Ramanand was an orthodox devotee of Shiva. He was, no doubt, impressed with the Islamic belief in only One God and their talk of the equality of men; except for the Ruling Feudal Elite, the Muslims of all classes mingled in every aspect of life–living, eating, religious ceremonies, marriages, paying no head to casteism.
But he was very much distressed to observe that this was enhancing the conversion of Hindus, particularly of the low-caste, into Islam. He forsook the Shivaite austere practices endowed to him by his Guru, Ramanuj, and initiated the veneration of Universal Brotherhood. He accepted Hindus of low-castes and even invited Muslims to join him in worship, and become his followers. Among his most noted disciples were Kabir, a Muslim weaver, Sain, a barber and Dhanna, a cultivator. Each of whom became a Guru ( teacher) with his own devotees.
A rich man tried to allure him with the charm of wealth. It is said that he gave Ravidas a philosopher’s stone by the touch of which one could change any article into gold. In spite of Ravidas refusing the gift the rich man left the stone hung under the ceiling. When he came back after one year the stone was still hanging there. The rich man announced to the world the indisputable godliness of Bhagat Ravidas. This episode is considered to be an ecclesiastic test to judge Bhagat Ravidas’s endurance towards the worldly love. But some accounts associate this to the devious manipulation of the Brahmin priests to discredit Ravidas, which, rather, ended in the triumph of Ravidas.
Ravidas’s selfless devotion and casteless love for humanity spread far and wide. Maharani Jhally of Chitaur’ was a noble woman of benevolence and piety. Her ardency brought her to Benares on a pilgrimage. In spite of the disapproval of the Brahmin priests, she straightaway went to the Temple of Ravidas who was in his ecclesiastic benediction at the time, reciting his hymns (Rag Sorath P.658-59). The Maharani was captivated. Eventually she became his disciple and abandoned all her luxurious trappings. Her husband, the Maharana, had been turned against her, over her adopting a cobbler as her Guru. He was full of rage when she returned. He was pacified by listening to some of the hymns of Bhagat Ravidas but still wanted to put her new Guru through a test to invalidate the allegations of the Brahmins. Ravidas (who remained a cobbler) was invited to Chitaur and requested to participate in an oblation. The Brahmin priests, of course, refused to eat while a cobbler was seated in the same column of rows. Ravidas voluntarily moved away. But miraculously every person distributing food appeared to look just like Bhagat Ravidas to the Brahmins. (Another account states when the Brahmins sat down to eat, they saw Ravidas seated between every two of them). They complained to the Maharana who perceived the hidden meaning of this marvel, and became an ardent devotee. Ravidas remained in Chitaur for a long time. It is said that Mira Bai became his disciple as well during that period. As per some accounts he died at a ripe old age of nearly 120 years in Benares.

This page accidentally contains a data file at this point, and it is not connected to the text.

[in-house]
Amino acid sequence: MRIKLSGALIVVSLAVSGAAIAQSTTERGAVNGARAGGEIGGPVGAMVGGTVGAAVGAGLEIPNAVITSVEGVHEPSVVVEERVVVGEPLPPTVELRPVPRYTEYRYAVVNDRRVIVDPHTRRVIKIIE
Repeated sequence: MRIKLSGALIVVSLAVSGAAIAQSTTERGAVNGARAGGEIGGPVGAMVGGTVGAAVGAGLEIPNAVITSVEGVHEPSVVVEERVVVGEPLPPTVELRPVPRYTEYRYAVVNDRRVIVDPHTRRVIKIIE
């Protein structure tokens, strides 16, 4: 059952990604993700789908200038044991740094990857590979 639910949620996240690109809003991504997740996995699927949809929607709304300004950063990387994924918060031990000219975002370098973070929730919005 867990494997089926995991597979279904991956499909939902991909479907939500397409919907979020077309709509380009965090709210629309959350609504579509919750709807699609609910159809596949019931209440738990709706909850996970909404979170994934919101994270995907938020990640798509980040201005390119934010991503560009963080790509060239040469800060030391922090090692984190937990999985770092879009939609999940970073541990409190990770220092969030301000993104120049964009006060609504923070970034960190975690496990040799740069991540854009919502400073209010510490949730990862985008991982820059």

Guru Arjan decided to include the works of Ravidas in the Shri Guru Granth Sahib, there are 41 verses of Ravidas, who the Sikhs refer to as Bhagat Ravidas in the Sikh holy book, most of which are in very clear Hindi. His poetry is brimming with ardent love for God, Universe, Nature, Guru, and the Name. His sarcasm and pique shows his closeness with God.
~ Source: Sikhiwiki